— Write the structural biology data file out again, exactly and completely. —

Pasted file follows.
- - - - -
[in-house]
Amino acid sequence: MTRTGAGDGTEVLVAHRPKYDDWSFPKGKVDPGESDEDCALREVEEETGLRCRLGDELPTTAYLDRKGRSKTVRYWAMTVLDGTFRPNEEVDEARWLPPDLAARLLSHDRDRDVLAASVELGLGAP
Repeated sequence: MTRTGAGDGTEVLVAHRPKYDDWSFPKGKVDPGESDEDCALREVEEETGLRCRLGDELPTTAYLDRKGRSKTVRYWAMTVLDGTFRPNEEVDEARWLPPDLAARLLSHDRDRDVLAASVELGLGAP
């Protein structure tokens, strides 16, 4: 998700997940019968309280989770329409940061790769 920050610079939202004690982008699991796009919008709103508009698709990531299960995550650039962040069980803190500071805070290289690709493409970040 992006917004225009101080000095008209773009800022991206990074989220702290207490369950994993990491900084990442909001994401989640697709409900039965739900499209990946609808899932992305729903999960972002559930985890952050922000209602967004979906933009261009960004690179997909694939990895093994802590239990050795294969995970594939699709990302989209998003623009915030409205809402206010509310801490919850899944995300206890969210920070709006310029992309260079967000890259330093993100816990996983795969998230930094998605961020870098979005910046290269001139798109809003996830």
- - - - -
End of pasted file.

[in-house]
Amino acid sequence: MTRTGAGDGTEVLVAHRPKYDDWSFPKGKVDPGESDEDCALREVEEETGLRCRLGDELPTTAYLDRKGRSKTVRYWAMTVLDGTFRPNEEVDEARWLPPDLAARLLSHDRDRDVLAASVELGLGAP
Repeated sequence: MTRTGAGDGTEVLVAHRPKYDDWSFPKGKVDPGESDEDCALREVEEETGLRCRLGDELPTTAYLDRKGRSKTVRYWAMTVLDGTFRPNEEVDEARWLPPDLAARLLSHDRDRDVLAASVELGLGAP
């Protein structure tokens, strides 16, 4: 998700997940019968309280989770329409940061790769 920050610079939202004690982008699991796009919008709103508009698709990531299960995550650039962040069980803190500071805070290289690709493409970040 992006917004225009101080000095008209773009800022991206990074989220702290207490369950994993990491900084990442909001994401989640697709409900039965739900499209990946609808899932992305729903999960972002559930985890952050922000209602967004979906933009261009960004690179997909694939990895093994802590239990050795294969995970594939699709990302989209998003623009915030409205809402206010509310801490919850899944995300206890969210920070709006310029992309260079967000890259330093993100816990996983795969998230930094998605961020870098979005910046290269001139798109809003996830």